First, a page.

Sunday, 14 September 2014

BINAURAL: this is a recording technique that places omni-directional microphones (read the following shirt guide to omni mics here) either side of an acoustic baffle in order to a) represent the pick up pattern of our ears (the baffle there being our head) and / or b) create a stereo recording with a specific sense of sound localisation.

Whilst it is most often done by using the human head, as a technique any 'baffle' can be used and indeed any spacing of the microphones can also be used to play with the effect. For example, one could space the mics to the size of a birds head & whilst we can’t know exactly what another creature (or indeed another human) hears it can be an interesting creative tool to do this. Of course lots of species don’t hear the same range of frequencies as humans so, in my opinion, one should always be careful to understand that when presenting work recorded in this manner.

Because of the way the technique works playback via headphones most accurately reproduces the effect. If played back via speakers the effect is, for example, like having a human head the size of the room / speaker placement.

Certain companies will attempt to sell you 'Binaural microphones' at a considerably higher price than a similar specification pair of omni's, often by placing them in 'in-ear' units to wear like ear-bud headphones. Apart from the issue of cost here it is not at all agreed that using them in this way creates a better binaural effect than simply clipping a pair of normal omni's to a hat, glasses or runners h/phone grips. The reason for this is that, in effect, placing the microphones in the ear canal blocks one side of their pick-up sphere (for those who are perhaps new to microphone pick-up patters, omni's pick up sound from all around the capsule), which to some leaves an audible 'hole' in the sound.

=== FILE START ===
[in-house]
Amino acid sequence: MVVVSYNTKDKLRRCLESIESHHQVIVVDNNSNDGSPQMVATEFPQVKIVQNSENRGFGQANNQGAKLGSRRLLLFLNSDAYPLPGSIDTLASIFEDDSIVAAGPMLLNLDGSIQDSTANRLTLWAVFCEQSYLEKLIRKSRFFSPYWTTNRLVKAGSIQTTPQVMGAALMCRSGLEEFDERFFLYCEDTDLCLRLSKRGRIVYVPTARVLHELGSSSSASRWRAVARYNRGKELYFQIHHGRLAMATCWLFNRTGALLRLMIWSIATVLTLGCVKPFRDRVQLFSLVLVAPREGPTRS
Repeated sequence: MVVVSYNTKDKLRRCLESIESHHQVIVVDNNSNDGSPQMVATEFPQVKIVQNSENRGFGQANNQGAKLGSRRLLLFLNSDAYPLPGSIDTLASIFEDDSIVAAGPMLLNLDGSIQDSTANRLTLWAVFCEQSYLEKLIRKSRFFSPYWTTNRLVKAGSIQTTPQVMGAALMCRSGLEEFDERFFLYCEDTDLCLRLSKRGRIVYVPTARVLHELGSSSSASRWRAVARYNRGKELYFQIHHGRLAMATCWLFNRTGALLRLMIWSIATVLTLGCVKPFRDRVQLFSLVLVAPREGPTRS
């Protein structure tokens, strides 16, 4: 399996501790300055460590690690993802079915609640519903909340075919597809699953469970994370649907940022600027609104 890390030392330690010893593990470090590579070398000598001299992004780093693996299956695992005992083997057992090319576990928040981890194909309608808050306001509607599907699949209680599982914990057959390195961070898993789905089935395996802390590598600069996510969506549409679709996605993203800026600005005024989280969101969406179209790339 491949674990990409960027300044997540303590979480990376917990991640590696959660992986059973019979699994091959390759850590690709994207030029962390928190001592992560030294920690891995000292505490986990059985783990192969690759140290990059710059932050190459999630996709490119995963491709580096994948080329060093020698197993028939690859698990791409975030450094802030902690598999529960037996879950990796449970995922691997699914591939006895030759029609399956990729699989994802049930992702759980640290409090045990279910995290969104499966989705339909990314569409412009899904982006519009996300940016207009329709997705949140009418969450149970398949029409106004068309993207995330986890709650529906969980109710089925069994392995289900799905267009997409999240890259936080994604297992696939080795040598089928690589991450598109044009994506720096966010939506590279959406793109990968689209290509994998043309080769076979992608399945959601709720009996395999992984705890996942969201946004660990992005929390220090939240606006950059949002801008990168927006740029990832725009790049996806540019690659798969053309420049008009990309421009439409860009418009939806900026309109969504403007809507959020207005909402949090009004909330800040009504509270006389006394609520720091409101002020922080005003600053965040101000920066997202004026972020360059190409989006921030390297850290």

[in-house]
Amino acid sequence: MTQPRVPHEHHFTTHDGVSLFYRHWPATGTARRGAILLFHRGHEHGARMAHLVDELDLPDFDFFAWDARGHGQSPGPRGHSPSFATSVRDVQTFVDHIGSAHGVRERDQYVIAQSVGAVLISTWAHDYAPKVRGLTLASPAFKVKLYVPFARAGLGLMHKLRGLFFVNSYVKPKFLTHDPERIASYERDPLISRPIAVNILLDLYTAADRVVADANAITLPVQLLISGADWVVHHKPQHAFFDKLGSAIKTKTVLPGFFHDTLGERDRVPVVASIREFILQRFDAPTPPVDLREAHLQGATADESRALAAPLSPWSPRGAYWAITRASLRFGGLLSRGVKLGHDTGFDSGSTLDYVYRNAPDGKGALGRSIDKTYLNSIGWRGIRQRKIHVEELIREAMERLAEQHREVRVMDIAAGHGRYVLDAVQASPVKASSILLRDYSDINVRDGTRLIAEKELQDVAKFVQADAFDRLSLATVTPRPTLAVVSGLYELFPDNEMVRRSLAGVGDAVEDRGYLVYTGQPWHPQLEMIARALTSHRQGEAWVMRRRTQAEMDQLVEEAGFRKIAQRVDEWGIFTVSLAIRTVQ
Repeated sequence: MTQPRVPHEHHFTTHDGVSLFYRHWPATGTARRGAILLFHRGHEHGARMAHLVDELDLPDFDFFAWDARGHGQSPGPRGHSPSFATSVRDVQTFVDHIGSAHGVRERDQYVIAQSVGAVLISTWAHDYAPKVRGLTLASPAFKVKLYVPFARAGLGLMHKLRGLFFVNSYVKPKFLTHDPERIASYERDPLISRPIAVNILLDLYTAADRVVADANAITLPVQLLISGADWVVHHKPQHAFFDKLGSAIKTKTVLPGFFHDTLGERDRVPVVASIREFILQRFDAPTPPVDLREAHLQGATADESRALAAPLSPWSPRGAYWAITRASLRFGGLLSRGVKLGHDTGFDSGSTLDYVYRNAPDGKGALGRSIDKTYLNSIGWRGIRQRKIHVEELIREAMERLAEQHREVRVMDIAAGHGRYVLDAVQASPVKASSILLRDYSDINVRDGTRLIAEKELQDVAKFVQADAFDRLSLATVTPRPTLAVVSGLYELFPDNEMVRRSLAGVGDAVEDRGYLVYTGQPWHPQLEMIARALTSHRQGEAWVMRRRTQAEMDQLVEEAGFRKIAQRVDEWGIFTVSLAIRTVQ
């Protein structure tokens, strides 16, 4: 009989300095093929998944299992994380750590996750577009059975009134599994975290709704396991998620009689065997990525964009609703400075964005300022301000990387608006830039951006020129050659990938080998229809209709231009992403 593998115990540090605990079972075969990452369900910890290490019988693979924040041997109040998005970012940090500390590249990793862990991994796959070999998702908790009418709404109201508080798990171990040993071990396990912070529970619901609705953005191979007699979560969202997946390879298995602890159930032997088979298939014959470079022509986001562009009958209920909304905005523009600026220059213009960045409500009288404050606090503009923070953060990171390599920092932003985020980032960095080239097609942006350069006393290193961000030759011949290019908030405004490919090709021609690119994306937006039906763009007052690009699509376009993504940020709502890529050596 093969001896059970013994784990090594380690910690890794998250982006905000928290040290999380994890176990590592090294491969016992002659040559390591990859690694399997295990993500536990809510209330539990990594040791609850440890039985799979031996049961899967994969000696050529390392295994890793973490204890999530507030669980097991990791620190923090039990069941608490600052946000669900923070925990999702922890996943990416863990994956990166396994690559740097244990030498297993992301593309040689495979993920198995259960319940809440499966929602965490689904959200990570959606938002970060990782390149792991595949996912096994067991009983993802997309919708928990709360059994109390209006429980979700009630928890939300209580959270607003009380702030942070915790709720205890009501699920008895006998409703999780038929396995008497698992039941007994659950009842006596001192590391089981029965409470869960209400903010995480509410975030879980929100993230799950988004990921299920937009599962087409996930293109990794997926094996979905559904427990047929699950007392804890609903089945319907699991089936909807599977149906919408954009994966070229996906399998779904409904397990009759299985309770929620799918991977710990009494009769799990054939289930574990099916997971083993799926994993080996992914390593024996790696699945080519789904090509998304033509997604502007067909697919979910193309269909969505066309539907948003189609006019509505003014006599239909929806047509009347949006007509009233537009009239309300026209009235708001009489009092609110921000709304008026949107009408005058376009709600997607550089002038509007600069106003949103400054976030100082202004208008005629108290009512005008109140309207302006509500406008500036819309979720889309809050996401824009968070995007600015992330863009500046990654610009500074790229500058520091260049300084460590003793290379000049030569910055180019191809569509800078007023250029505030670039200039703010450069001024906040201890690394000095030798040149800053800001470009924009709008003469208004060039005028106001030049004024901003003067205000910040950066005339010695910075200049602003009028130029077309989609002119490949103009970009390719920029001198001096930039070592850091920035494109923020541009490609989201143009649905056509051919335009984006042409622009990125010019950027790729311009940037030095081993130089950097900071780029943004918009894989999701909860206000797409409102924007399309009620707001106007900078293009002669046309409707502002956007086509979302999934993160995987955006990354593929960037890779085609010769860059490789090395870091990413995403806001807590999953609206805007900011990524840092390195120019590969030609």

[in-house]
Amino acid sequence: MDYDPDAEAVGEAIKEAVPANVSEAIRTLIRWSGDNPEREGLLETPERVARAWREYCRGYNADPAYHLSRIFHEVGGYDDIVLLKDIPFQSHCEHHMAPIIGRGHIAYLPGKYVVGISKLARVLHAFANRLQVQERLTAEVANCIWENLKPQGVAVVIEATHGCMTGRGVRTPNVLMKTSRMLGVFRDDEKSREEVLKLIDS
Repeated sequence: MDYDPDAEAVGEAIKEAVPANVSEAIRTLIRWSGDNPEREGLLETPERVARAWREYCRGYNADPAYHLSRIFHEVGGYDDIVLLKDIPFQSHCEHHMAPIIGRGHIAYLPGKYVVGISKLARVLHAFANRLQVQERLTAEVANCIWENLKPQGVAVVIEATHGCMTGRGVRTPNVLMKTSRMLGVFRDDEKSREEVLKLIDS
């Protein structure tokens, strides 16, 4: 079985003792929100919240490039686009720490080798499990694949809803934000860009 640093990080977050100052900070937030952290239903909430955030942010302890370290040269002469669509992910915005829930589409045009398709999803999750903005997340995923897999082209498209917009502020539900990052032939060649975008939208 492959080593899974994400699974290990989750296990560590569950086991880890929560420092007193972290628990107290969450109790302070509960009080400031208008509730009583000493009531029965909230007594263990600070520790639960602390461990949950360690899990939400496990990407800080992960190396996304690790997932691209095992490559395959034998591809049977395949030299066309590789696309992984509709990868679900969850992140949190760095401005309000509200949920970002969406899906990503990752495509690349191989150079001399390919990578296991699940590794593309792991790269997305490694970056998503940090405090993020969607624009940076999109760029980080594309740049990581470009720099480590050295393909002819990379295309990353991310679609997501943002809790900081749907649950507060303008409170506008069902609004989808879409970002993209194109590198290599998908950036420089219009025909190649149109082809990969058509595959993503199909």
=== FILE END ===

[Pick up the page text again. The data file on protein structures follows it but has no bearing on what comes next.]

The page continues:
I’ve heard a couple of people mentioning that using them next to your ears will give you 'sort of' binaural but actually it is full, proper binaural- there's a slight difference of opinion amongst recordists as to whether in ear or out of ear works best for binaural but both are fully binaural techniques. As I said there is a difference of opinion but personally (& i'm not alone in thinking this) out of the ear always sounds more natural - with the in-ear design you are blocking some angles of pick up for the mic & with our ears sound from every angle enters our pinar & psychologically we 'fill in' the missing parts between our ears - therefore with in-ear binaural recordings we tend to hear it as hyper-reality & we perceive it as 'effect', which means we don't connect to it in the same way.

(omni directional microphone pick-up pattern)

1 comment:

Unknown said...

Thank you for your excellent description. I have sometimes been playing with different patterns of binaural recordings by having 35-50 cm between them. Some of these recordings have not played too well in mono, but I mean that the distance of the sounds sometimes seems to be more realistic when listening. I have sometimes used the looking-glass-technique, It has the big advantage that I am not disturbed at all, becaus if I am also wearing closed headphones everyone thinks I am now testing a new aid for the blind.:)